• A living curricula: Conversations about learning and teaching

    Marshall, Steven (2011-05)

    Unclassified
    Unitec

    Unitec New Zealand’s ‘Living Curricula’ is both an Academic Strategy and an aspiration for a unique institutional culture. The Department of Performing and Screen Arts has developed course curriculum that crosses discipline boundaries and exploits collaborative opportunity to leverage economical solutions to ever-growing sector and system constrains. A living curriculum is defined not as the information content of a program, but rather as the programs’ learning experience (Unitec, 2010). Living curricula learning experiences emphasize the links and application of theory/knowledge and work experience/practice. Knowledge is both applied in practice and drawn from practice. Therefore the process of developing a living curricula involves ‘conversations’ about enquiry, knowledge, practice, learning and teaching approaches which focus on engagement between and among learners, teachers, practitioners, communities, scholars, and with self and texts. Embedded within a ‘living curricula’ is the concept of Ako, a Maori word which means to learn, study, instruct, teach or advise. Ako describes a teaching and learning relationship where the educator is also learning from the student and where educators’ practices are informed by the latest research and are both deliberate and reflective.

    View record details
  • Our children, our choice: Priorities for policy.

    Ritchie, Jenny; Harvey, Nola; Kayes, Marianne; Smith, Carol (2014-06)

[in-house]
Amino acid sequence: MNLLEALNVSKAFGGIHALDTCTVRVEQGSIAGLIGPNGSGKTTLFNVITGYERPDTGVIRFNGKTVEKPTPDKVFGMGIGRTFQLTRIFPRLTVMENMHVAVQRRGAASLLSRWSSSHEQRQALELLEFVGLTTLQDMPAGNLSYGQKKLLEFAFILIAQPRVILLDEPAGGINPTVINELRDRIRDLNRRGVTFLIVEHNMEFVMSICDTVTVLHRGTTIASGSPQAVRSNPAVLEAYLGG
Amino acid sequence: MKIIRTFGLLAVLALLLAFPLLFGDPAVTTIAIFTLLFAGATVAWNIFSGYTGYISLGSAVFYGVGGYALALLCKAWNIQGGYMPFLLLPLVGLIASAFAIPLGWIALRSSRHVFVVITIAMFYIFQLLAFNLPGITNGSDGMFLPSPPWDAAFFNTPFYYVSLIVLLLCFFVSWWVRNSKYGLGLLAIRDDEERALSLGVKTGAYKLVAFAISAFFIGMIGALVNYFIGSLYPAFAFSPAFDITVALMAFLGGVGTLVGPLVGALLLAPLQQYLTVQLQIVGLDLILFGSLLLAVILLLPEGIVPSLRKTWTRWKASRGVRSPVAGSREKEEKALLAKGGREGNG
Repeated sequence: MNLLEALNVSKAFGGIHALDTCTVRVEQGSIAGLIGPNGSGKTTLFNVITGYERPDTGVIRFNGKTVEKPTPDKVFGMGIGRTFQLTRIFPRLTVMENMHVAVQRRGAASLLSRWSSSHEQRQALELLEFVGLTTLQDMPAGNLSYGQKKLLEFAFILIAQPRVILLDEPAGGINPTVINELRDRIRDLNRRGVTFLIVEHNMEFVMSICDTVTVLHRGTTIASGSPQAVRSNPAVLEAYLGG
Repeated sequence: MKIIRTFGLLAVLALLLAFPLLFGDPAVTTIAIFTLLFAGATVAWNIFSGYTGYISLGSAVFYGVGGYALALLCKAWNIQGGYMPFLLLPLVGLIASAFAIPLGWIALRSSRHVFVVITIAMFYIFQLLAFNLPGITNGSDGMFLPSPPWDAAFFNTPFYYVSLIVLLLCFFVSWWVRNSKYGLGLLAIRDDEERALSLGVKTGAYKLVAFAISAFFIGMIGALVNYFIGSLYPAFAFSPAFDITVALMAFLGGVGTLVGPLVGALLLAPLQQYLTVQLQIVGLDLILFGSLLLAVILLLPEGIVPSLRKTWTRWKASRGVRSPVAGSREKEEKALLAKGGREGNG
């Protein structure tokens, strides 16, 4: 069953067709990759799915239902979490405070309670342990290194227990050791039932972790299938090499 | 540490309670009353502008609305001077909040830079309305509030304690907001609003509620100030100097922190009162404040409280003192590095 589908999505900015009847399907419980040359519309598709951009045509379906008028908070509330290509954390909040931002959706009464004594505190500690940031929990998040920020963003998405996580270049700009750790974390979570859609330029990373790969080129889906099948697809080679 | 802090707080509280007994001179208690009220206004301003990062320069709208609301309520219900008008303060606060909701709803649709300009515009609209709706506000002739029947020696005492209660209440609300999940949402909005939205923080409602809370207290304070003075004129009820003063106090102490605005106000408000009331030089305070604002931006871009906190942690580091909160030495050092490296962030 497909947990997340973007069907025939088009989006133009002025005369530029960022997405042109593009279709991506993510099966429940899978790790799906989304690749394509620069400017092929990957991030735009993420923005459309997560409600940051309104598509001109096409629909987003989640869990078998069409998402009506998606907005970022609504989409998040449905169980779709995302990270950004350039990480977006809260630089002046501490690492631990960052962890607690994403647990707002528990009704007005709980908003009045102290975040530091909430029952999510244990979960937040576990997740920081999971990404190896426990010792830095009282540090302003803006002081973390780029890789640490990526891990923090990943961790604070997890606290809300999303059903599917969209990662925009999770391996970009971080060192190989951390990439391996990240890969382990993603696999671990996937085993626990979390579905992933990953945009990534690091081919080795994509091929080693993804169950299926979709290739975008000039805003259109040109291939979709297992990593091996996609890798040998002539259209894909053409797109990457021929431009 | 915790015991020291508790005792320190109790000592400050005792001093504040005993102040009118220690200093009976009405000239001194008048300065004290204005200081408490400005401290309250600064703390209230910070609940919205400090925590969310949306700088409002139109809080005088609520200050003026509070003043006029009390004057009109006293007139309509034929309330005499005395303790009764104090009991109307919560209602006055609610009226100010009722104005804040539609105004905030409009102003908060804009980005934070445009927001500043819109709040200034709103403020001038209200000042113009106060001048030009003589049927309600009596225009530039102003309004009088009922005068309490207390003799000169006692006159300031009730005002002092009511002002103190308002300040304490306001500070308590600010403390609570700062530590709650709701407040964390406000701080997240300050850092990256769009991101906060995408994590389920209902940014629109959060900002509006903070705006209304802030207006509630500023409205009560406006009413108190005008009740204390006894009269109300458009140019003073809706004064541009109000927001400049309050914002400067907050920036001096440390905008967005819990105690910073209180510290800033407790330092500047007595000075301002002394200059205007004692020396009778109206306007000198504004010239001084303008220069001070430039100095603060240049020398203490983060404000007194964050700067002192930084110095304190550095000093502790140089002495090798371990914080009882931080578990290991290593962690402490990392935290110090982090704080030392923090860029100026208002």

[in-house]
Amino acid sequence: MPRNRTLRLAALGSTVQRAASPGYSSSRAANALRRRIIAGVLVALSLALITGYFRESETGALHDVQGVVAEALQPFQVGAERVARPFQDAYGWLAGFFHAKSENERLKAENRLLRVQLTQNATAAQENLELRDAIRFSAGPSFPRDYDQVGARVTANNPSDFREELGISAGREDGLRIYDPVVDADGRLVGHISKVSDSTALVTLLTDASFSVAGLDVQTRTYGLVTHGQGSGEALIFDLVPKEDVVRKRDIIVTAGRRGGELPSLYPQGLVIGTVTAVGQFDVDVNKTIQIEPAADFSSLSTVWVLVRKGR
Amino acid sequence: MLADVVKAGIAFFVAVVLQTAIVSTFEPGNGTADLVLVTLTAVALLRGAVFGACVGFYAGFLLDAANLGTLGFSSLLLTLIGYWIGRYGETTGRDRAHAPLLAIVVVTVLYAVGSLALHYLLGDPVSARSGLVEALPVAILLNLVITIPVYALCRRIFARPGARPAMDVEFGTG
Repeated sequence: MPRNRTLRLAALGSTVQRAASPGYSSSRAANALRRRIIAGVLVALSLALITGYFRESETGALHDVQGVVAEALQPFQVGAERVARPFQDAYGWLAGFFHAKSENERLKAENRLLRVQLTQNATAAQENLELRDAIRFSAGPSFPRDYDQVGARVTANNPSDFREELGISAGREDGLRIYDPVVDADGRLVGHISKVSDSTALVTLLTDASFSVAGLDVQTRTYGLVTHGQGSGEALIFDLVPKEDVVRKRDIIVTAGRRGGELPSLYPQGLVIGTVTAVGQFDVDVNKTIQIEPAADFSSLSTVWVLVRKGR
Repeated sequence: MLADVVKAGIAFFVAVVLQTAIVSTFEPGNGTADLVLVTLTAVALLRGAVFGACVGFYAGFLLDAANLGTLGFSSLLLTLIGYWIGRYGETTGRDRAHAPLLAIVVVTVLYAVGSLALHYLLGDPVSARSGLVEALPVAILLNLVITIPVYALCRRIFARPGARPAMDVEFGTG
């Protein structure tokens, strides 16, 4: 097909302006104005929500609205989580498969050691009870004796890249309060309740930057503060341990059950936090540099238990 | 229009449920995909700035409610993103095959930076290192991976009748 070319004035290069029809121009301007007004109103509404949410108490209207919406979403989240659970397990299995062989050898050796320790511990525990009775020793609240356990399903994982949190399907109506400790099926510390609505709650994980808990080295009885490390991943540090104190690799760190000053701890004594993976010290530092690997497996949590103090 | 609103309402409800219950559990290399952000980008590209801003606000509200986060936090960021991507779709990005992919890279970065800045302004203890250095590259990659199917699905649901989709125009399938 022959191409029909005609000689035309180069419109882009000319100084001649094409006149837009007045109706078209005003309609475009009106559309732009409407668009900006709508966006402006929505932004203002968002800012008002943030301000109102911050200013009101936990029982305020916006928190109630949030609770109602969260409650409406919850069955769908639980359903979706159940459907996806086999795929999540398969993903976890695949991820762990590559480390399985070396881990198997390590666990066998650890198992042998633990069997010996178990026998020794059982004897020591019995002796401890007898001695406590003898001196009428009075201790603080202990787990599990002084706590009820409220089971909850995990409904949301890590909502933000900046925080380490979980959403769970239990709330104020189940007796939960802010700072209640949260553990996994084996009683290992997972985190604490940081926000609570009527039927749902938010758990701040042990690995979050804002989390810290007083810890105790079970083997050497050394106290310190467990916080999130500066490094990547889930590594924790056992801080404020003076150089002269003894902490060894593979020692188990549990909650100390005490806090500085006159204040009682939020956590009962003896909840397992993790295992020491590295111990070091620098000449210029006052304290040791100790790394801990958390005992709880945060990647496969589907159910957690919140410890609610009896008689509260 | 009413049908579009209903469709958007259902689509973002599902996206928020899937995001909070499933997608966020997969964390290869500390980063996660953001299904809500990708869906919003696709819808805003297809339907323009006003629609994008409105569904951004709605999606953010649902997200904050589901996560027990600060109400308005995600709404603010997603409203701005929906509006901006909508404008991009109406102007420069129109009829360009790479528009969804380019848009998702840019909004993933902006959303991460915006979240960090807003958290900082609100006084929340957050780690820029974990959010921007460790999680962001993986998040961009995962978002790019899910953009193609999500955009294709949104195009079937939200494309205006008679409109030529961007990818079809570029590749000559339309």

Unclassified
    Unitec

    Children’s rights were invited late to the table of human rights’ discussions. Since the United Nations Convention on the Rights of the Child (UNCROC) in 1989, there has been growing recognition of the rights of even very young children. Aotearoa New Zealand has pledged certain rights to our children, founded in recognition of Te Tiriti o Waitangi (1840), the laws of the land, and international treaties. As well as UNCROC, we are signatories to the United Nations International Convention of the Rights of Indigenous People (2007). In addition to the most basic protected rights explicitly stated in national and international treaties and laws, there are moral imperatives to protect the most vulnerable. We live with our children in communities as much as we live in political states and interconnected economies. These children’s rights include, but are not confined to: care and protection, food, shelter, and education. Implicit in these rights is quality of life: children have the right to access such qualities and conditions as: loving and respectful care; protection from mental, emotional and physical maltreatment; nutritious food to support health and growth; access to warm, dry shelter; and access to appropriate education. In 2014, we are failing in our pledges to honour the rights of our children. The nature and quality of Early Childhood Education and Care (ECCE) provision becomes more critical as children are expected to spend ever more time in care. About Child Poverty Action Group Child Poverty Action Group (CPAG) is an independent charity working to eliminate child poverty in New Zealand through research, education and advocacy. CPAG believes that New Zealand’s high rate of child poverty is not the result of economic necessity, but is due to policy neglect and a flawed ideological emphasis on economic incentives. Through research, CPAG highlights the position of tens of thousands of New Zealand children, and promotes public policies that address the underlying causes of the poverty they live in.

    View record details